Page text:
This test uses sound waves to create a moving picture of your heart. An echocardiogram provides information about the size and shape of your heart and how well your heart chambers and valves are functioning. The test also can identify areas of poor blood flow to the heart, areas of heart muscle that are not contracting normally, and previous injury to the heart muscle caused by poor blood flow.
There are several different types of echocardiograms, including a stress echocardiogram. During this test, an echocardiogram is done both before and after your heart is stressed either by having you exercise or by injecting a medicine into your bloodstream that makes your heart beat faster and work harder. A stress echocardiogram is usually done to find out if you have decreased blood flow to your heart (coronary artery disease).
A thin flexible tube (catheter) is passed through an artery in the groin (upper leg) or arm to reach the coronary arteries. Your doctor can determine pressure and blood flow in the heart’s chambers, collect blood samples from the heart, and examine the arteries of the heart by X-ray.
This test is done during cardiac catheterization. A dye that can be seen by x-ray is injected through the catheter into the coronary arteries. Your doctor can see the flow of blood through your heart and the location of blockages.
Treatment – Lifestyle changes
- Take rest breaks, if angina comes on with exertion.
- Keep away from large meals and rich foods that leave you feeling stuffed, if angina comes on after a heavy meal.
- Keep away from situations that make you upset or stressed, if angina comes on with stress. Learn techniques to handle the stress that cannot be avoided.
- Eat a healthy diet to prevent or reduce high blood pressure, high blood cholesterol, and obesity
- Stop smoking
- Be physically active, as directed by your doctor
- Lose weight, if you are overweight or obese.
Angina Treatment Natural Remedies
There are a number of home remedies that can help reduce the pain of angina, they are explained in greater detail below.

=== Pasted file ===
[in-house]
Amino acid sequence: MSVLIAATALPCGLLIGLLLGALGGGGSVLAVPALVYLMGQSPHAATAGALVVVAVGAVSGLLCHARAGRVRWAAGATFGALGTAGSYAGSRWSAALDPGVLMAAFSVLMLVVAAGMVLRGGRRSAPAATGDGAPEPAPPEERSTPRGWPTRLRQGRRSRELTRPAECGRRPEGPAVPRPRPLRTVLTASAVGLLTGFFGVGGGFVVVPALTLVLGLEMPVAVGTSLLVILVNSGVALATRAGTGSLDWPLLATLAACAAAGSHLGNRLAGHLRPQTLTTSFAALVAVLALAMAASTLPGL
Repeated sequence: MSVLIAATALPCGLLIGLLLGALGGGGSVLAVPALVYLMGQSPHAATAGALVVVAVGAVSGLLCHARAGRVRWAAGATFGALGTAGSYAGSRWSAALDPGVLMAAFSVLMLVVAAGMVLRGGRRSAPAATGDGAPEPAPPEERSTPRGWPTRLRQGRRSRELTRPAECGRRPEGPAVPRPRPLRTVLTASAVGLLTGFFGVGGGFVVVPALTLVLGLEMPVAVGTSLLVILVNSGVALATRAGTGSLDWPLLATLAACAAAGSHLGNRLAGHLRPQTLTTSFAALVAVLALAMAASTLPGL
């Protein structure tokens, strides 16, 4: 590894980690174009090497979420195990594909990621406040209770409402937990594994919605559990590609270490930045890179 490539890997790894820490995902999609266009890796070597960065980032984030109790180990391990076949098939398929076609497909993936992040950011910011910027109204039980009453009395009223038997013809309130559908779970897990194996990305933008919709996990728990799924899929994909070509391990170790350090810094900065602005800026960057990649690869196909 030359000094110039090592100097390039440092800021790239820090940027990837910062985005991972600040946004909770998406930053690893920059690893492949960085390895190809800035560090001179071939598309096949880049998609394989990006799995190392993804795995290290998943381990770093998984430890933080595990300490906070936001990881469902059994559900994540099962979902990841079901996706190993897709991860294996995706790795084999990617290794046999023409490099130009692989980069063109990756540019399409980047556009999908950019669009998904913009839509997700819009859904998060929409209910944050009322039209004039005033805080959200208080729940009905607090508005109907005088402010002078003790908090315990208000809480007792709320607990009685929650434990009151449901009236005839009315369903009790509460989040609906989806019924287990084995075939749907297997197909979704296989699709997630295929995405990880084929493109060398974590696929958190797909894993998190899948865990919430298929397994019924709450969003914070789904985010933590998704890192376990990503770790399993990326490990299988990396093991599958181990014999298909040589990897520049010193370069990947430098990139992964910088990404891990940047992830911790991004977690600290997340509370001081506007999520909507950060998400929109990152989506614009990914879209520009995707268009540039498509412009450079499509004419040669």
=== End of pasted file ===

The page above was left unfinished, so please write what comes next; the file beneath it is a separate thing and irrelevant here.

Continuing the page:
Avoid mutton, since it is very rich in cholesterol. Similarly, the consumption of dairy products should be reduced. If you adopt a diet with less fat and food with less cholesterol, you can reduce a lot of the minor symptoms of angina pain. Also, eat more vegetables! Green vegetables not only control angina but also help to maintain overall health.
This is the simplest home remedy for angina patients. Try to include one lemon in your food each day. You can squeeze it over salads or have it as fresh lemon water. Lemon helps you avoid the accumulation of cholesterol, thus preventing any sort of blockage in the blood vessels. It is a natural deterrent for angina and angina patients should include lemon in their daily diet whenever possible.
This is famous worldwide as the best cure for all sorts of heart ailments. Taking 2-3 cloves of raw garlic in the morning goes a long way towards naturally curing angina over an extended period of time. Like the use of lemon, garlic needs to find a place in your daily diet chart to be the most effective.
Popularly known in India as “Tulsi” leaves, this remedy is very effective in many ways. It is considered one of the genuine cures for angina, not just a treatment for the symptoms. It is best to chew a few leaves of fresh basil leaves in the morning. If you do not get fresh leaves, then make a juice of basil, adding a few spoons or concentrated basil juice and warm water.
The effect of honey cannot be underestimated as an herbal cure for angina. Lemon squeezed into warm water with a spoon of honey, and taken on an empty stomach, helps to clear blood vessels and reduces the accumulation of cholesterol. Moreover, it also helps to control fat content.
These are known to strengthen the heart. They help to reduce the risk of heart attack, angina pain and increase the quality of your breath.
Raw onion juice might be a little harsh to taste, but if taken in the morning, it can help to instantly bring down your cholesterol level. Then, you don’t need to worry about cholesterol or angina for the rest of the day!
Apart from lemon, which is high in citrus acid, you can also eat pineapples, oranges, and grapes to fight against angina on a daily basis. Vitamin C helps to control your cholesterol level as well.
Parsley has been recognized as one of the essential home remedies for treating angina. It can be taken in the form of either dried herbs or fresh leaves. It is also advised to drink parsley tea, as it has both a pleasant taste and aroma, along with being beneficial for treating angina.
Reasons for treatment
- Reduce the frequency and severity of symptoms
- Prevent or lower the risk of heart attack and death